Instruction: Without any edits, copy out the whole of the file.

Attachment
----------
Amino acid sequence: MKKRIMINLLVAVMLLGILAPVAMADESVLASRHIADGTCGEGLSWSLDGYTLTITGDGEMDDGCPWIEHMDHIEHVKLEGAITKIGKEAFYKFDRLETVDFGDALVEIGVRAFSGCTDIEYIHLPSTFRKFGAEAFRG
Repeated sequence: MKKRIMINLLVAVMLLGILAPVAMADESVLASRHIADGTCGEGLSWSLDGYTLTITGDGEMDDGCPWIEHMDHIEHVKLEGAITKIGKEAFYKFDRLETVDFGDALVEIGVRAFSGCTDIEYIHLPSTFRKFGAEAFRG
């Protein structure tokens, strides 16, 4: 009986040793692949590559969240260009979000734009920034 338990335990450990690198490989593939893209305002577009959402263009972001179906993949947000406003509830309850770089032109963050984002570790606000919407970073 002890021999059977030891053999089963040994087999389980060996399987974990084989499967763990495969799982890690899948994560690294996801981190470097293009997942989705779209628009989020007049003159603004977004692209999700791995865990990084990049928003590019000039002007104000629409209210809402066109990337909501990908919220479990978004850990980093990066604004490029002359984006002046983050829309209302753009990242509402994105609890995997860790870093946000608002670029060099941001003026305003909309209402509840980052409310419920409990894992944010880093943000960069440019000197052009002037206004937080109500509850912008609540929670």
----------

Amino acid sequence: MKKRIMINLLVAVMLLGILAPVAMADESVLASRHIADGTCGEGLSWSLDGYTLTITGDGEMDDGCPWIEHMDHIEHVKLEGAITKIGKEAFYKFDRLETVDFGDALVEIGVRAFSGCTDIEYIHLPSTFRKFGAEAFRG
Repeated sequence: MKKRIMINLLVAVMLLGILAPVAMADESVLASRHIADGTCGEGLSWSLDGYTLTITGDGEMDDGCPWIEHMDHIEHVKLEGAITKIGKEAFYKFDRLETVDFGDALVEIGVRAFSGCTDIEYIHLPSTFRKFGAEAFRG
């Protein structure tokens, strides 16, 4: 009986040793692949590559969240260009979000734009920034 338990335990450990690198490989593939893209305002577009959402263009972001179906993949947000406003509830309850770089032109963050984002570790606000919407970073 002890021999059977030891053999089963040994087999389980060996399987974990084989499967763990495969799982890690899948994560690294996801981190470097293009997942989705779209628009989020007049003159603004977004692209999700791995865990990084990049928003590019000039002007104000629409209210809402066109990337909501990908919220479990978004850990980093990066604004490029002359984006002046983050829309209302753009990242509402994105609890995997860790870093946000608002670029060099941001003026305003909309209402509840980052409310419920409990894992944010880093943000960069440019000197052009002037206004937080109500509850912008609540929670």